The scene a few weeks ago.
I’m munching on Pirates Booty recovering from the I-think-I-want-to-die stomach flu – the kind where you can’t peel yourself off the floor. The kind where nothing your husband does for you is right or good enough. Our household was miserable. And then poof – just like that – it was gone. And now I can sit up straight and my husband has his sense of humor again. He wanders by and asks, “How is my little moody booty?” with an emphasis on booty. Then he says I’ve lost weight. Ah, the bright side.
And, there always is.
In the past month we’ve been swallowed up by a heart breaking family drama - a complicated history, an aging parent, declining health, financial instability, and dementia. I swung between patience and irritation, helpfulness and hopelessness. My attitude ranged accordingly – either can-do or WTF. Eventually, I did an emotional nose dive to the dark side. Suddenly, all I could see was suffering, and all I could see was me. I thought, I can’t do this, I can’t take this, I don’t want this. I became a big moody monster.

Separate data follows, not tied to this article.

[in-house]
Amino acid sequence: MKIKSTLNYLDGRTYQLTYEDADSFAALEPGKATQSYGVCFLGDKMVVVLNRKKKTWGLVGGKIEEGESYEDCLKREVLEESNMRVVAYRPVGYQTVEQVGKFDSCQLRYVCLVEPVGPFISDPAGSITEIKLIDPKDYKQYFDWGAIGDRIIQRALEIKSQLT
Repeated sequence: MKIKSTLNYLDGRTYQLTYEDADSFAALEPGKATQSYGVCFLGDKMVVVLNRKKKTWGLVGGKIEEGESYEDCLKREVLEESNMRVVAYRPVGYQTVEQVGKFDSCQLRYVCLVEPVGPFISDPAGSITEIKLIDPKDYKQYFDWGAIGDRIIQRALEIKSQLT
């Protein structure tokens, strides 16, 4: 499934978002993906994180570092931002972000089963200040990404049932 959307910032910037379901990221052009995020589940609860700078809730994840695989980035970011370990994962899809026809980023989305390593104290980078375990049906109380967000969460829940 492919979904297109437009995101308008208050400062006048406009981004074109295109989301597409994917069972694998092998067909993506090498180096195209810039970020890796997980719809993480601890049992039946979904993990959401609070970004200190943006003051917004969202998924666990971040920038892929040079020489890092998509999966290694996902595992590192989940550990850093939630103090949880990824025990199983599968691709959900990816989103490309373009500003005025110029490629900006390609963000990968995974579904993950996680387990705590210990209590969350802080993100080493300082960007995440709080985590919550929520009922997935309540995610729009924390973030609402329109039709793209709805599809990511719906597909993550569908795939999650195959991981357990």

Then I got stomach flu.
No big surprise. I’m pretty convinced the cells in our body are in tune with the frequency of our thoughts. If I go emotionally haywire, my body goes physically haywire. If I tune my frequency to anxiety, that is what I get. If I tune my frequency toward acceptance, that is what I get. Buddhists call this karma – what you think, you become. My theologian Dad reminds me that – whatever you sow, you shall reap. This just touches the surface, but you get the idea.
So I've re-tuned. I'm committing to showing up as peaceful and connected, instead of an edgy, control freak attached like some craggy barnacle to an outcome.
What else did I get, besides a smaller booty? The family situation is not a simple one, but in it I see an opportunity to see a different way of life and to accept it. I take the challenge to deal with my own discomfort, the chance to contribute in way that is meaningful to someone else. And, I see an opportunity to just relax and be a friend.
The bright side was there. I’ve just had to get over myself to see it. And now, I’ll keep it in sight - always.